6. The United Nations Hosts the General Assembly

The United Nations General Assembly serves as the main deliberative, policymaking, and representative organ of the organization. It is composed of all 193 member states, with each having an equal vote on important issues. The General Assembly meets once a year for a session, providing a platform for member states to discuss international matters and formulate recommendations.

What many people may not know is that the General Assembly is held at the UN Headquarters in New York City. During the General Assembly’s annual session, world leaders gather to deliver speeches, engage in diplomatic negotiations, and address critical global challenges. This unique forum allows for meaningful dialogue, fostering mutual understanding, and promoting collective action.

7. The United Nations Has a Peacekeeping Force

Peacekeeping operations are one of the most recognizable aspects of the UN’s work. The organization has a specialized Peacekeeping Department that coordinates and deploys peacekeeping missions worldwide. These missions involve military and civilian personnel who work to facilitate the resolution of conflicts, protect civilians, provide humanitarian assistance, and support the establishment of stable and peaceful environments in countries affected by conflict.

There are currently 12 active peacekeeping operations, involving more than 89,000 personnel from over 120 countries. These missions play a crucial role in preventing the escalation of conflicts, promoting reconciliation, and assisting countries in rebuilding and transitioning to lasting peace.

8. The United Nations Has a Universal Declaration of Human Rights

A milestone achievement of the United Nations is the Universal Declaration of Human Rights (UDHR), adopted in 1948. The UDHR outlines fundamental human rights and freedoms that are inherent to all individuals, regardless of their nationality, ethnicity, or background. It serves as a guiding document for promoting and protecting human rights globally.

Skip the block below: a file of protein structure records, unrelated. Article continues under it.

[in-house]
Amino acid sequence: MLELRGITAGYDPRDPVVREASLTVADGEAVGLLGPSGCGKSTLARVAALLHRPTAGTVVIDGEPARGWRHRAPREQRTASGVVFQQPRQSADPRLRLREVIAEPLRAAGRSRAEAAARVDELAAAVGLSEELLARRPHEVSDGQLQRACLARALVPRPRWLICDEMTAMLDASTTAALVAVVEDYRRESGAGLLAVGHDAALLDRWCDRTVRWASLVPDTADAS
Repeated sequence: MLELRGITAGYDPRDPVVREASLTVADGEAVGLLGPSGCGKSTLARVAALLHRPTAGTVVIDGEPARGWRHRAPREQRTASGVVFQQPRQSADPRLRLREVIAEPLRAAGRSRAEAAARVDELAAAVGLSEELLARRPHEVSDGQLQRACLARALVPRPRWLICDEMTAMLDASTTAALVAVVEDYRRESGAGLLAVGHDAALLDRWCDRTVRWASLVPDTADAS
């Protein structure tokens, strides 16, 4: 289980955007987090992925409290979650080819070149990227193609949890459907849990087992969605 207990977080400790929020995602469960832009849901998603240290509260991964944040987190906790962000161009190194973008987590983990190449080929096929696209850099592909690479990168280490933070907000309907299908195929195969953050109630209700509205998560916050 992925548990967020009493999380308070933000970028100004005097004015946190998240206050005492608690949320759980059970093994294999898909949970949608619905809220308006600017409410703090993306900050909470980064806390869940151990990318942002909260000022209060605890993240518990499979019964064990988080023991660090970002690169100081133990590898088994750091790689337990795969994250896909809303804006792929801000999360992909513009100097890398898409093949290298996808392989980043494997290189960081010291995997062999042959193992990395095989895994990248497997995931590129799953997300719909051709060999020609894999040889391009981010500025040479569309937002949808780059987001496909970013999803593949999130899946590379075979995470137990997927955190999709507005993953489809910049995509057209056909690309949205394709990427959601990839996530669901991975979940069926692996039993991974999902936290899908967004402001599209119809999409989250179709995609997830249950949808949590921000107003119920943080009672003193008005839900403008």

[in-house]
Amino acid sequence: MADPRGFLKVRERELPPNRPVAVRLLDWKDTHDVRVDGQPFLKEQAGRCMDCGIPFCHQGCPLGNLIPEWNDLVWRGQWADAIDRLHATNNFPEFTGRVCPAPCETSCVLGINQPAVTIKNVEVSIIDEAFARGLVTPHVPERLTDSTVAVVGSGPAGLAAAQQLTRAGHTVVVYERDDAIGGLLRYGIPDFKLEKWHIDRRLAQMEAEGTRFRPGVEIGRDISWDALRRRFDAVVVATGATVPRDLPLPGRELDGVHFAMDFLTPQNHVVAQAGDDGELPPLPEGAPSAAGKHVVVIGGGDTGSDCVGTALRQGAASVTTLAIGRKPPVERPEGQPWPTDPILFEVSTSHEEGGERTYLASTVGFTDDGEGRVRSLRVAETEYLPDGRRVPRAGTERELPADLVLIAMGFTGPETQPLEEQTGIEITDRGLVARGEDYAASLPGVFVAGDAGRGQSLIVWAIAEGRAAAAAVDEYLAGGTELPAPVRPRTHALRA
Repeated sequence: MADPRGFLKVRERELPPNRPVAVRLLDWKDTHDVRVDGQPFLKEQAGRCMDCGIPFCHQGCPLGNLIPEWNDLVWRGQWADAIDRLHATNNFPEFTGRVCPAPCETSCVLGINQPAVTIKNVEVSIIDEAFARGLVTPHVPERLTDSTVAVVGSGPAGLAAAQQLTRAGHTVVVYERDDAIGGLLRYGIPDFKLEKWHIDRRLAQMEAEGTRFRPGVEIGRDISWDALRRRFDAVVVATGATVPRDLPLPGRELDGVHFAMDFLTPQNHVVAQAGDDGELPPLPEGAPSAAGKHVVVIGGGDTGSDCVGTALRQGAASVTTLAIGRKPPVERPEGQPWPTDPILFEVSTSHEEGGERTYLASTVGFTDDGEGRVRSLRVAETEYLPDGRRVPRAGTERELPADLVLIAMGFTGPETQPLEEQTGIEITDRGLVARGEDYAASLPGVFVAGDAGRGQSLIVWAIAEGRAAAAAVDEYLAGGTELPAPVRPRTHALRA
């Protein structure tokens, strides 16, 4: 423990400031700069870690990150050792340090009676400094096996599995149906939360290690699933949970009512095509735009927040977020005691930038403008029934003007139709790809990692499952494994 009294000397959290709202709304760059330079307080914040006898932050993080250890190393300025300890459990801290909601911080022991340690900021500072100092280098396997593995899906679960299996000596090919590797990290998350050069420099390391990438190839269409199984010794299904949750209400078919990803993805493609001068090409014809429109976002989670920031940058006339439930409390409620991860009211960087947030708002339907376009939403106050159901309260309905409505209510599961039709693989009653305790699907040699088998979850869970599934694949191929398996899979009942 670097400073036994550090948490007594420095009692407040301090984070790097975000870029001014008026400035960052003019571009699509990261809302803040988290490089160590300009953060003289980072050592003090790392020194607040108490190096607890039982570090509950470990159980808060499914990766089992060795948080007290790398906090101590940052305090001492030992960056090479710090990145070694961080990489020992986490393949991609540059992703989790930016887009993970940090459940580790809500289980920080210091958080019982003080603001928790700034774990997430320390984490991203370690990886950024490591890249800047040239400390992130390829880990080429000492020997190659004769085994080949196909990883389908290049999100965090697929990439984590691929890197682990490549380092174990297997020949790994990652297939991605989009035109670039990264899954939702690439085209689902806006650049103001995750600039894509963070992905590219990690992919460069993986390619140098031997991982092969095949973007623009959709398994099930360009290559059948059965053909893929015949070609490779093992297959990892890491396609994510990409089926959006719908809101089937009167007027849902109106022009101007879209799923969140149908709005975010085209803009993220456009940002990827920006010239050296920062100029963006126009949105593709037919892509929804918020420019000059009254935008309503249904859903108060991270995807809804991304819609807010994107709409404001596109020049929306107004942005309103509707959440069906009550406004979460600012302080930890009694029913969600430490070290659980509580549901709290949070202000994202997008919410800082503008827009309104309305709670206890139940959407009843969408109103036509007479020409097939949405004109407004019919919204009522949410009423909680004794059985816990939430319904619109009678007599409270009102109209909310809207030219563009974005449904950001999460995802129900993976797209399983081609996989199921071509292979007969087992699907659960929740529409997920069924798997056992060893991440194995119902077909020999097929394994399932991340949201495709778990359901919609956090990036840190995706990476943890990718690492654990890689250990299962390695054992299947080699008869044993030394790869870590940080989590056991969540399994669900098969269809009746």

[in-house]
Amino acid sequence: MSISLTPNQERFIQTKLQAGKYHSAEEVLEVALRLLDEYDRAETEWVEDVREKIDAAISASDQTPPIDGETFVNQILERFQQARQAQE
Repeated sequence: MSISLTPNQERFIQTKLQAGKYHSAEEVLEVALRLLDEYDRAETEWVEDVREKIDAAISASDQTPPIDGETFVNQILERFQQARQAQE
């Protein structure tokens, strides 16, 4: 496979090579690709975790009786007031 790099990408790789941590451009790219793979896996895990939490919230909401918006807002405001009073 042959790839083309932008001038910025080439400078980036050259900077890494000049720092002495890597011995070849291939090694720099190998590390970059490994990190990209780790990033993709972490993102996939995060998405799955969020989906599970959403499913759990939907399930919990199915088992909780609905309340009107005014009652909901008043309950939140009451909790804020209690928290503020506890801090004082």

The declaration consists of 30 articles that cover a wide range of rights, including civil, political, economic, social, and cultural rights. It has become a cornerstone of international human rights law and is integrated into the legal frameworks of many countries. The UDHR reflects the UN’s commitment to upholding human dignity, equality, and justice.

9. The United Nations Has an Environmental Program

The United Nations Environment Program (UNEP) is the leading global environmental authority within the UN system. Established in 1972, UNEP’s mission is to provide leadership and encourage partnerships in caring for the environment by inspiring, informing, and enabling nations and peoples to improve their quality of life.

UNEP works towards achieving sustainable development by addressing pressing environmental issues such as climate change, biodiversity loss, pollution, and resource depletion. It supports countries in implementing environmentally sound policies, promoting sustainable consumption and production, and fostering the conservation and efficient use of natural resources.

10. The United Nations Is Committed to Gender Equality

Promoting gender equality and empowering women is a core principle of the United Nations. The organization aims to eliminate discrimination against women and girls, ensuring their full and equal participation in all spheres of life. Numerous UN agencies, such as UN Women, work tirelessly to advance women’s rights, challenge gender norms, and promote gender-responsive policies worldwide.

The UN has played a pivotal role in shaping global norms and agreements centered on gender equality, including the Convention on the Elimination of All Forms of Discrimination Against Women (CEDAW) and the Beijing Declaration and Platform for Action. By advocating for gender equality, the UN strives to create inclusive societies that benefit everyone, regardless of their gender.

By exploring these lesser-known aspects of the United Nations, we gain a deeper understanding of its multifaceted work and the impact it has on global issues. From maintaining peace and promoting sustainable development to protecting human rights and advocating for gender equality, the UN continues to be at the forefront of shaping a better world.

Useful Links:
United Nations Official Website
UN Sustainable Development Goals
International Court of Justice
UN Peacekeeping Operations
United Nations Environment Program